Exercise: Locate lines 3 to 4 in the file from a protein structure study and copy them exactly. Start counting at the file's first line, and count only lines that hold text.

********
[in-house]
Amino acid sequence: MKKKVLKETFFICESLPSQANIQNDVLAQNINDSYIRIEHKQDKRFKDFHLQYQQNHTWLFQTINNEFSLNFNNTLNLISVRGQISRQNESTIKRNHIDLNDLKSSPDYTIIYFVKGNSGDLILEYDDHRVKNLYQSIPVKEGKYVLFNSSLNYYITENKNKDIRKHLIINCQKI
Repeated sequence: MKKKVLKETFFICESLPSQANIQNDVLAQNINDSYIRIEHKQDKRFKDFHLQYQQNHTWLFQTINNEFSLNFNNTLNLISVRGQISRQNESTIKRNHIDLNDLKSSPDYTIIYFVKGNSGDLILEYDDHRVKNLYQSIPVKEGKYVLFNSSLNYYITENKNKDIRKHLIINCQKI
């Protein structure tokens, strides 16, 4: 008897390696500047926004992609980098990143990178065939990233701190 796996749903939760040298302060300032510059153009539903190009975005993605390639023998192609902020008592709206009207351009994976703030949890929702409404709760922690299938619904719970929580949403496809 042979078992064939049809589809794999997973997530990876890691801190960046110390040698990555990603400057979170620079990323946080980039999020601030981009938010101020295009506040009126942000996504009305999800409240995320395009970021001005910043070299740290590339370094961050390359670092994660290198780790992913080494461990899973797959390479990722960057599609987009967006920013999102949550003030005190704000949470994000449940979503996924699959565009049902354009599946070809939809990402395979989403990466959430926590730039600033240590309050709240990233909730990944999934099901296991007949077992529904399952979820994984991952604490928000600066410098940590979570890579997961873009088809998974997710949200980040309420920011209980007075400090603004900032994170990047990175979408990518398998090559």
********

Repeated sequence: MKKKVLKETFFICESLPSQANIQNDVLAQNINDSYIRIEHKQDKRFKDFHLQYQQNHTWLFQTINNEFSLNFNNTLNLISVRGQISRQNESTIKRNHIDLNDLKSSPDYTIIYFVKGNSGDLILEYDDHRVKNLYQSIPVKEGKYVLFNSSLNYYITENKNKDIRKHLIINCQKI
């Protein structure tokens, strides 16, 4: 008897390696500047926004992609980098990143990178065939990233701190 796996749903939760040298302060300032510059153009539903190009975005993605390639023998192609902020008592709206009207351009994976703030949890929702409404709760922690299938619904719970929580949403496809 042979078992064939049809589809794999997973997530990876890691801190960046110390040698990555990603400057979170620079990323946080980039999020601030981009938010101020295009506040009126942000996504009305999800409240995320395009970021001005910043070299740290590339370094961050390359670092994660290198780790992913080494461990899973797959390479990722960057599609987009967006920013999102949550003030005190704000949470994000449940979503996924699959565009049902354009599946070809939809990402395979989403990466959430926590730039600033240590309050709240990233909730990944999934099901296991007949077992529904399952979820994984991952604490928000600066410098940590979570890579997961873009088809998974997710949200980040309420920011209980007075400090603004900032994170990047990175979408990518398998090559």